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Useful Fitness Tips For After Having a Baby

Post Pregnancy Fitness Tips Run Tri Bike Magazine Natalie DeRatt

You’re tired, you’re sore, and you’ve lived for the last 3 weeks off reheated-three-times coffee. It sounds like you’re a new mom. Recovering postpartum is hard no matter who you are, and the idea of getting back to fitness can often feel impossible. Even if you exercised regularly before or during your pregnancy, you and your body have changed dramatically since having your baby.

Useful Fitness Tips For After Having a Baby

There is support out there, however, and if picking up exercise again is right for your motherhood journey, we’ve gathered some incredible tips from a postpartum fitness professional to help get you on your way.

Tips for the 0-3 Month Phase

In the first few months after giving birth (the fourth trimester), your body is physically healing from the trauma that is labor. Whether you had a C-Section or vaginal birth, labor takes a massive toll on the body, and so starting slow and starting smart is essential for long-term success.

“Every recovery is different, but we should all start from ground level,” recommends Darlene Taylor, founder of Sweaty Mommy, a virtual community helping moms re-find their confidence and embark on new fitness journeys. “I know we get anxious to get our body back, but if you rush it, you can set yourself back more than you want.”

So, instead of grabbing the jogging stroller and attempting a few miles, begin with pelvic floor exercises, core rehab and breathing exercises. Time is sparse when you’re a new parent, so begin by working on these exercises while you’re feeding, cooking dinner, or brushing your teeth.

“If you do these things consistently you can then graduate to exercises like glute bridges and standing marches,” says Taylor.

An added bonus of starting with your core and pelvic floor? You’ll re-train the muscles that hold in your pee, reducing the likelihood of accidents as you add impact into future workouts.

Sample workout:

  • 5 x 10 second pelvic floor holds
  • 5 x 30 second pelvic floor holds.
  • 10 x 1 second pelvic floor ‘bursts’
  • 10 x Heel Slides on each leg (lay on the floor with your knees pointing up and your heels close to your butt, set your core by exhaling slowly and contracting your abdominal muscles, slowly move one foot out and away from you on the floor. Slowly bring it back to your butt, and repeat).

Tips for the 3-6 Month Phase

A general timeline for getting back into fitness after giving birth is 4-8 weeks, but every mom’s journey is different and this is a very rough guide. Hopefully, when you hit the 12 week mark postpartum, you’ve been cleared by your OB and have also restored some routine in your days. If that sounds like you, and you feel good about your pelvic floor and core work, it’s time to add some resistance into your training.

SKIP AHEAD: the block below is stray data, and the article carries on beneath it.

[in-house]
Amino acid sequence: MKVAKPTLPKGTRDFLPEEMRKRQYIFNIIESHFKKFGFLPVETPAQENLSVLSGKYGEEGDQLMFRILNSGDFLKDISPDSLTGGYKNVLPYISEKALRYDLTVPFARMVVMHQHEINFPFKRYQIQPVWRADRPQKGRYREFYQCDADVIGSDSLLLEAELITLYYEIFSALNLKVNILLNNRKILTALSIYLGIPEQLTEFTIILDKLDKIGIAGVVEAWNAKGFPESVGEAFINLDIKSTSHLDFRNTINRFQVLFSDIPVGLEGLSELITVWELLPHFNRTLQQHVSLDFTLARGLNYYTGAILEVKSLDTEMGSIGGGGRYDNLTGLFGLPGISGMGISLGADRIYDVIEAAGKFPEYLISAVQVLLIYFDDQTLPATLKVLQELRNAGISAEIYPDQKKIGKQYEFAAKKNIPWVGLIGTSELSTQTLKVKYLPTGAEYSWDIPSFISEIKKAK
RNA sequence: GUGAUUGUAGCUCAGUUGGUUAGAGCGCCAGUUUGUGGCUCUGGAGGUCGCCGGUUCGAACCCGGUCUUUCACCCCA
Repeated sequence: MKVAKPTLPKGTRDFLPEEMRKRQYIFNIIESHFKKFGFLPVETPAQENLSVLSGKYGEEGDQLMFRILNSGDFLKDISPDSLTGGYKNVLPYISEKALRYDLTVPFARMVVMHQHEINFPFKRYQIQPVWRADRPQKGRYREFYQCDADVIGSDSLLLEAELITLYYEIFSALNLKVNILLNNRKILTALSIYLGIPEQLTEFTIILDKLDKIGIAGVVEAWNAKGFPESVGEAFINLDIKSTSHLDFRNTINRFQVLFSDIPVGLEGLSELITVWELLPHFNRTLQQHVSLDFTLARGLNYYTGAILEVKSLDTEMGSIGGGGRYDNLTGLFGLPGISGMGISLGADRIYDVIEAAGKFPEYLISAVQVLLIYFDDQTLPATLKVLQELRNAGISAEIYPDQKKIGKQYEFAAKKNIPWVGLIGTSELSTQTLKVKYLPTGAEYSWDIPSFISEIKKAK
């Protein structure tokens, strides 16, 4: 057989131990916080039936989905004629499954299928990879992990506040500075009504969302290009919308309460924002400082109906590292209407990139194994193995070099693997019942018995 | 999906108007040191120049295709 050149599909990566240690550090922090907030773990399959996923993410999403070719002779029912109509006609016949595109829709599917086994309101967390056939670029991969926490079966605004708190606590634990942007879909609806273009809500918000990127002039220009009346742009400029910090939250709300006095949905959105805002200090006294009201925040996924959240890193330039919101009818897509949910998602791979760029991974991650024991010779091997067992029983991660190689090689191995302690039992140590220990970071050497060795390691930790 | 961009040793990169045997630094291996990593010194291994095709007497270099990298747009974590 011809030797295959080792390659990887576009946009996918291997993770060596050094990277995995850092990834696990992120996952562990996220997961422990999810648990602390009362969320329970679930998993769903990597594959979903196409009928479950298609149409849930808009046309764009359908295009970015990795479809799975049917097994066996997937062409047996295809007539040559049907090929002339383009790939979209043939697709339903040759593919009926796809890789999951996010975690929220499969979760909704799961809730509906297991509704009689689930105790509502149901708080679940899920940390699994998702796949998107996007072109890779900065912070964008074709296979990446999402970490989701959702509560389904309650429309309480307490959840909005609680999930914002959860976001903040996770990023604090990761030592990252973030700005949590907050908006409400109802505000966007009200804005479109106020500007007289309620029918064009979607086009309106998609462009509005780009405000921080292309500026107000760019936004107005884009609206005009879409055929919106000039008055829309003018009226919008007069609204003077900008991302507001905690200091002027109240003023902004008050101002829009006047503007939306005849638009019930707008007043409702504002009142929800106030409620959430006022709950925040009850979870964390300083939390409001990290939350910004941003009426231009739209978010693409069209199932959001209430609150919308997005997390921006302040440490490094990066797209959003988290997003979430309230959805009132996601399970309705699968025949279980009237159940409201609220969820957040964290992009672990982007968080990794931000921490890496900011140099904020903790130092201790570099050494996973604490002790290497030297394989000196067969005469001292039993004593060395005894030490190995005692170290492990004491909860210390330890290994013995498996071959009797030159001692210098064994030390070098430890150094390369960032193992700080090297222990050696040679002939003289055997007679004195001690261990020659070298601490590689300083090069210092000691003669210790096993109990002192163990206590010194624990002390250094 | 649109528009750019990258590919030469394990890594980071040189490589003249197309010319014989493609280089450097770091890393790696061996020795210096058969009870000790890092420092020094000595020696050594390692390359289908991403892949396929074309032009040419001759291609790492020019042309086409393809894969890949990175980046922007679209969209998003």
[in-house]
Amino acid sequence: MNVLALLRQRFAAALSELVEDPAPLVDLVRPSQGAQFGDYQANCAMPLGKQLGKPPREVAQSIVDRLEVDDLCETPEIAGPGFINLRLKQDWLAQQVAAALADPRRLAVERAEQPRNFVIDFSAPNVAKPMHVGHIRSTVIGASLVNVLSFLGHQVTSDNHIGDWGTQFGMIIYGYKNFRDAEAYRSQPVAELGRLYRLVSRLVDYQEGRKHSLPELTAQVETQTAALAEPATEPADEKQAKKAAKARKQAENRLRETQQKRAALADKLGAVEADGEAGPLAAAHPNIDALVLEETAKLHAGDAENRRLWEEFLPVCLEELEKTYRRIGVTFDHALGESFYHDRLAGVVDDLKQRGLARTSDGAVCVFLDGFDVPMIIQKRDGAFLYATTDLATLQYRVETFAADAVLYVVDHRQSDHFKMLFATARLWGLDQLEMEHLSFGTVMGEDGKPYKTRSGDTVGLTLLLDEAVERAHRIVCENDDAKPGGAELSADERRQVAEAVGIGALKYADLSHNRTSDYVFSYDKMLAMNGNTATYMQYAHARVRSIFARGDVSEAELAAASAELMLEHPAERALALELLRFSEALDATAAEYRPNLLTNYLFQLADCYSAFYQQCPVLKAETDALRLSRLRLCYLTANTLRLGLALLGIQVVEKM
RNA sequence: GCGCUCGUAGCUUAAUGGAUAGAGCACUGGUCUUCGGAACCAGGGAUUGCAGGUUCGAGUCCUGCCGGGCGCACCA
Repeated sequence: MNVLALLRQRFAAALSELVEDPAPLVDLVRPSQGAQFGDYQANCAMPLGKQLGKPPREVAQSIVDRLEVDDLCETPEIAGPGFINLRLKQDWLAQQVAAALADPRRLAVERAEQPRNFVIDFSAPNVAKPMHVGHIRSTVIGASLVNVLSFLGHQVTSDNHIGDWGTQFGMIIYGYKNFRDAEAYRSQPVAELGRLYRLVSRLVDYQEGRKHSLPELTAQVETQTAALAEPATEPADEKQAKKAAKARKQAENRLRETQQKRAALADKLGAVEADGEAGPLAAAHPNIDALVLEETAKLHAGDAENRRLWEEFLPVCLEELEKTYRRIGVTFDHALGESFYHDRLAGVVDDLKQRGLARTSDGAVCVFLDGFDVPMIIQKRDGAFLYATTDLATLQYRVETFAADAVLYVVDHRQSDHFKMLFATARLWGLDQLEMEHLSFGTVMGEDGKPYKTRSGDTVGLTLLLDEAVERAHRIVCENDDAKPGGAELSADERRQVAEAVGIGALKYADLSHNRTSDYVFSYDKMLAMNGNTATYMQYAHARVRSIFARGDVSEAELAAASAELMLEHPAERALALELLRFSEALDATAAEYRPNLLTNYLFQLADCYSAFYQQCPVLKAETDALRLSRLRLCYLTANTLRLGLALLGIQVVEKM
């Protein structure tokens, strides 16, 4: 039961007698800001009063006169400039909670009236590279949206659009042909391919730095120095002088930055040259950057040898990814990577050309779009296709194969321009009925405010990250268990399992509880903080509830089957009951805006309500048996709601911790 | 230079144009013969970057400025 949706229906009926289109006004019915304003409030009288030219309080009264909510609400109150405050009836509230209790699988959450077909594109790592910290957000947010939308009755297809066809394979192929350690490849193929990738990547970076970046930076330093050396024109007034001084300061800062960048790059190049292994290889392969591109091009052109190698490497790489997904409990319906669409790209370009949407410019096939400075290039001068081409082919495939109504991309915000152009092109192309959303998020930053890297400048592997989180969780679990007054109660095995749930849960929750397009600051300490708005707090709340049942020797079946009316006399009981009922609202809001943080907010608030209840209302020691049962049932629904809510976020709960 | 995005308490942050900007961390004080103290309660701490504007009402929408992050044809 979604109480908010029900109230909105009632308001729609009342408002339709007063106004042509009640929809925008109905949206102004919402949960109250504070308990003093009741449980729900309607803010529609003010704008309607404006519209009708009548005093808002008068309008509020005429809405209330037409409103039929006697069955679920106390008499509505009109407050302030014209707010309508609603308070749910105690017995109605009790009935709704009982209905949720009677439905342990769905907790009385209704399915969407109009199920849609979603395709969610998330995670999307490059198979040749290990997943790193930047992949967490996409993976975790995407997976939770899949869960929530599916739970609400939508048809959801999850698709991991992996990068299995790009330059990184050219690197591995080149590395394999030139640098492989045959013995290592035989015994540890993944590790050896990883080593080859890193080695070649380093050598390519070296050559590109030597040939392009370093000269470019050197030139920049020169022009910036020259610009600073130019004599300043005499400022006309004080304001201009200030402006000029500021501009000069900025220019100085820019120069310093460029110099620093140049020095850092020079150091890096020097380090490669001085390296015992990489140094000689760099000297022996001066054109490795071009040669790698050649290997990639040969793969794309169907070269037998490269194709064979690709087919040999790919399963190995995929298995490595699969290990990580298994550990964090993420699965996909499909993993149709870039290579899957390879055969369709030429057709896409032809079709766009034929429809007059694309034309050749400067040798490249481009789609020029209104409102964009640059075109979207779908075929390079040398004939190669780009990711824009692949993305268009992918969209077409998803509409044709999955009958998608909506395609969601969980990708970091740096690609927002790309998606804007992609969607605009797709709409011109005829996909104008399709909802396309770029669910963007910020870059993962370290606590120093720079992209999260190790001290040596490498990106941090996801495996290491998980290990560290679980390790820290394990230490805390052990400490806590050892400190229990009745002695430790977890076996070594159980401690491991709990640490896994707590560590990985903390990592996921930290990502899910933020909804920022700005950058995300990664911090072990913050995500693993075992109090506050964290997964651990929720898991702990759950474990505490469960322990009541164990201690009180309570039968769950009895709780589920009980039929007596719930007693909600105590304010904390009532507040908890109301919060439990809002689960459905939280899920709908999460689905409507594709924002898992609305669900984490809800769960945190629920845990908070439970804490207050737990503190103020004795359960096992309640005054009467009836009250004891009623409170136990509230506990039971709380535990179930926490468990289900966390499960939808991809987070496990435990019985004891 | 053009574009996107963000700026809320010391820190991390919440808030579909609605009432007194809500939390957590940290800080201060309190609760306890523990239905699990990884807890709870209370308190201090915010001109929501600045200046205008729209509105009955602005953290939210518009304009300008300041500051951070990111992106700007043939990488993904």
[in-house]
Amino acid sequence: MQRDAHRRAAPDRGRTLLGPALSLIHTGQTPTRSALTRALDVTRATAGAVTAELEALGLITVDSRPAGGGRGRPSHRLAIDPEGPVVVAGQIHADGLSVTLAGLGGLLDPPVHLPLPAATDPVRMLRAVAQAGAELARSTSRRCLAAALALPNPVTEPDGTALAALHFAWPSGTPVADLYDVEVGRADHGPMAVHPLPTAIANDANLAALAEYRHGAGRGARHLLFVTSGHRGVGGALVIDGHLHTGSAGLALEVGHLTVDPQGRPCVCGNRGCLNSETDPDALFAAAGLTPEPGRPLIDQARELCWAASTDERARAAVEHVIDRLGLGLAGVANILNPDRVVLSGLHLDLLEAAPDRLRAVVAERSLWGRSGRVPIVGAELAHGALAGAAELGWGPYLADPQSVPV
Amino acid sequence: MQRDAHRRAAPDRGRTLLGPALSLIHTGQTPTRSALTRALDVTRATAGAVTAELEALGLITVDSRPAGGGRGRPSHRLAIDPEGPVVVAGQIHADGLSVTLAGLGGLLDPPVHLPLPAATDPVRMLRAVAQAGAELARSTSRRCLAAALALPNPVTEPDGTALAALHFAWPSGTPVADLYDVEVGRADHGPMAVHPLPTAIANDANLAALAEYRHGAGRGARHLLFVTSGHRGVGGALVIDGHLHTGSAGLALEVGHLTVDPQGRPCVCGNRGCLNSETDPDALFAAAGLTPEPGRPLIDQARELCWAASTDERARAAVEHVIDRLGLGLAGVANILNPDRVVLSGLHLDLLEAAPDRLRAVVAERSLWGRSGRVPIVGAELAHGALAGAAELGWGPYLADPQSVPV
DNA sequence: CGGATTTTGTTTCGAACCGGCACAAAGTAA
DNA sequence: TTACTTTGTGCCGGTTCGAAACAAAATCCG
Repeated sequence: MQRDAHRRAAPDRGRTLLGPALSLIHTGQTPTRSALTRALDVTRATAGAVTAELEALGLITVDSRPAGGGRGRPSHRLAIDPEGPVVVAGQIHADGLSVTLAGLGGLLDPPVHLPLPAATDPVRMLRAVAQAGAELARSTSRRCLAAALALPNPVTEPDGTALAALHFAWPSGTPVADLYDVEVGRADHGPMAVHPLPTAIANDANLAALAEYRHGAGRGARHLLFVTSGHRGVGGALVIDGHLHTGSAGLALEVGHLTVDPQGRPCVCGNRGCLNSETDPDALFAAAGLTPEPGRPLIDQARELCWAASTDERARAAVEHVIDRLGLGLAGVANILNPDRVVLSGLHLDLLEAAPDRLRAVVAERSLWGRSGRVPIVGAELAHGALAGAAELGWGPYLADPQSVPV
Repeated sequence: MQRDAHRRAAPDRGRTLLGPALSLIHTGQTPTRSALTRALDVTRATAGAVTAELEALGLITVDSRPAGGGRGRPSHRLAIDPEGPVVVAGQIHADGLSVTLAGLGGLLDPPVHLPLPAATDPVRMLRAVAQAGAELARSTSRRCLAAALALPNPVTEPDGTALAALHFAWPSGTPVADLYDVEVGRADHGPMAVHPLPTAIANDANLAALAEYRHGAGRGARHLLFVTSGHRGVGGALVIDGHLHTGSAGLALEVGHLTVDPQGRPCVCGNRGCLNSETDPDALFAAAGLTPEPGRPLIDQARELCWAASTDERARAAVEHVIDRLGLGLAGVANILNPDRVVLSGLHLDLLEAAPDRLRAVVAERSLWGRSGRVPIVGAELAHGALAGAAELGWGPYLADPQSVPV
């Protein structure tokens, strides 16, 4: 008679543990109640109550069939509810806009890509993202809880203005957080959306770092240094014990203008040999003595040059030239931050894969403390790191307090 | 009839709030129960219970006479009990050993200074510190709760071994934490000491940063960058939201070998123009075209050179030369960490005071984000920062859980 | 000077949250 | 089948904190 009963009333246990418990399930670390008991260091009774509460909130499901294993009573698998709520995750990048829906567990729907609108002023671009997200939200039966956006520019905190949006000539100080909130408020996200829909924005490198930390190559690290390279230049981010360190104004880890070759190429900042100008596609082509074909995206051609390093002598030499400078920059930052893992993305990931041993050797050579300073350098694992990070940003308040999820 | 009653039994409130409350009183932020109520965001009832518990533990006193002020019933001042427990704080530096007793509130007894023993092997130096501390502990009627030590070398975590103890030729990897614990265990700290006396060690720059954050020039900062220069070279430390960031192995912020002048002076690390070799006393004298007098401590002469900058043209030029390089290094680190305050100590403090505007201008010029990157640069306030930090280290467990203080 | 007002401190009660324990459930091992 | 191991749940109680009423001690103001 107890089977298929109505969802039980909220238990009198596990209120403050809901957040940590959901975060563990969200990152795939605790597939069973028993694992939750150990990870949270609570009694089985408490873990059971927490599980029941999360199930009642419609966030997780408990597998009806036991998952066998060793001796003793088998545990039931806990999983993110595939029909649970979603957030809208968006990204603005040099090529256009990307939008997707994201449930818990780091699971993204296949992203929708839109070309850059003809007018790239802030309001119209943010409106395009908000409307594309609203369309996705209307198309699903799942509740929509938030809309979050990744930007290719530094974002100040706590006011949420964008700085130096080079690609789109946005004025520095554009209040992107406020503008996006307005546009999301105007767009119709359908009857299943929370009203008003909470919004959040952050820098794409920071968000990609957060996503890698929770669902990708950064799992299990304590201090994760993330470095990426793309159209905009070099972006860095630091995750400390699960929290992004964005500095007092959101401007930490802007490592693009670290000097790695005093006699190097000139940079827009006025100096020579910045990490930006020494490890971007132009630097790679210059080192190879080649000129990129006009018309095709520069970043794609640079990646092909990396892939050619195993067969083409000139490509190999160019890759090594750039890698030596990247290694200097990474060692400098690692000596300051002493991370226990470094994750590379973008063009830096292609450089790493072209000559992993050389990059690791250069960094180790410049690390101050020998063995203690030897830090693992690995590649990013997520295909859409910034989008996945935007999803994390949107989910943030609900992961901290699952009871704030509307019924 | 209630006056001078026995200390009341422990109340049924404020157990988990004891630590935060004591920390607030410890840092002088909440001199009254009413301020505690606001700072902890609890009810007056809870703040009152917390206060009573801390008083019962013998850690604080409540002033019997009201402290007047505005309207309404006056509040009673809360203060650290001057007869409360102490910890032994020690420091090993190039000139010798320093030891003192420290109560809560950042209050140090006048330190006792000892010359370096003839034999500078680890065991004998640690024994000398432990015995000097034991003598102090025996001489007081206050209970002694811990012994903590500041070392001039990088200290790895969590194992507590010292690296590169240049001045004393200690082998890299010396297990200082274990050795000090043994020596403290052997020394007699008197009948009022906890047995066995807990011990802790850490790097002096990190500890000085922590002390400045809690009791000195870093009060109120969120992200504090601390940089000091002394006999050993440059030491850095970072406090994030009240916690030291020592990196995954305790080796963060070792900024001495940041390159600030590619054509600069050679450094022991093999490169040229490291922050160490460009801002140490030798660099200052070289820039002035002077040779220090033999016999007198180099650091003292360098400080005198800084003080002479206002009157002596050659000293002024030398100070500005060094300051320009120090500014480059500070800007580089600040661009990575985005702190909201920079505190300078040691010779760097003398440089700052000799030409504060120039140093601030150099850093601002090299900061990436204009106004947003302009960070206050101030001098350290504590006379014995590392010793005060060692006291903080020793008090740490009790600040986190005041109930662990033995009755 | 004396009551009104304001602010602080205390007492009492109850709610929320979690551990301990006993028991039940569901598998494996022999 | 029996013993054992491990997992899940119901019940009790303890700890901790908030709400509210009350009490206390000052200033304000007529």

“Once you are consistent, focus on balance and strength training by doing things like Single Leg Deadlifts and Seated Rows,” says Taylor.

Taylor also suggests incorporating functional exercises – like those focused on strengthening your back and chest-opening stretches – to help with everyday activities like breastfeeding and holding your baby. Just make sure you’re thinking about your posture when completing them.

Begin slowly, but work up to a Tabata style low/high impact circuit.

Sample workout:

  • 3 sets of 20 second on, 10 seconds off
  • Single Leg Deadlift
  • Seated Row (with bands)
  • Squat Jumps
  • Backwards Lunges
  • Shoulder Press

Tips for the 6+ Month Phase

By 6 months postpartum, you may be getting closer to the fitness level you were prior to having a baby. With the great groundwork you’ve put in over the previous 24 weeks, mixing in some aerobic activities daily is now an option. Did you enjoy racking up the miles pre-baby? Dig out those running shoes! Is hiking more your speed? Grab your hydration pack and get out there! Whatever you decide, add on 10 minutes of core and pelvic floor exercises post-workout to help maintain your newly strengthened abs.

Sample workout:

  • 20-30 mins fartlek (2 minutes faster running, 2 minutes slower running or walking)
  • 10 minutes of:
    • Body weight or banded squats
    • Glute Bridges
    • Side Plank Leg Lifts
    • Pelvic Floor Holds (3 x 10 holds)
    • Cat Cow Stretches.

Whatever timeline your body is on, Taylor reminds us of one very important piece of advice.

“Listen to your body and put your ego aside. If you don’t want set-backs down the road, be patient and know it’s an investment long term.”

Natalie DeRatt Run Tri Bike Magazine Contributor Pregnacy

Originally from England, Natalie moved to the States in 2006 to go to University on a track scholarship. Since then, she's been to two Olympic Trials for athletics, earned spots on Team USA and Great Britain for bobsled, started her own Marketing and PR firm, and her most favorite moment of all: had sweet baby Arthur who’s currently 2 years old and a little (sweet) rascal.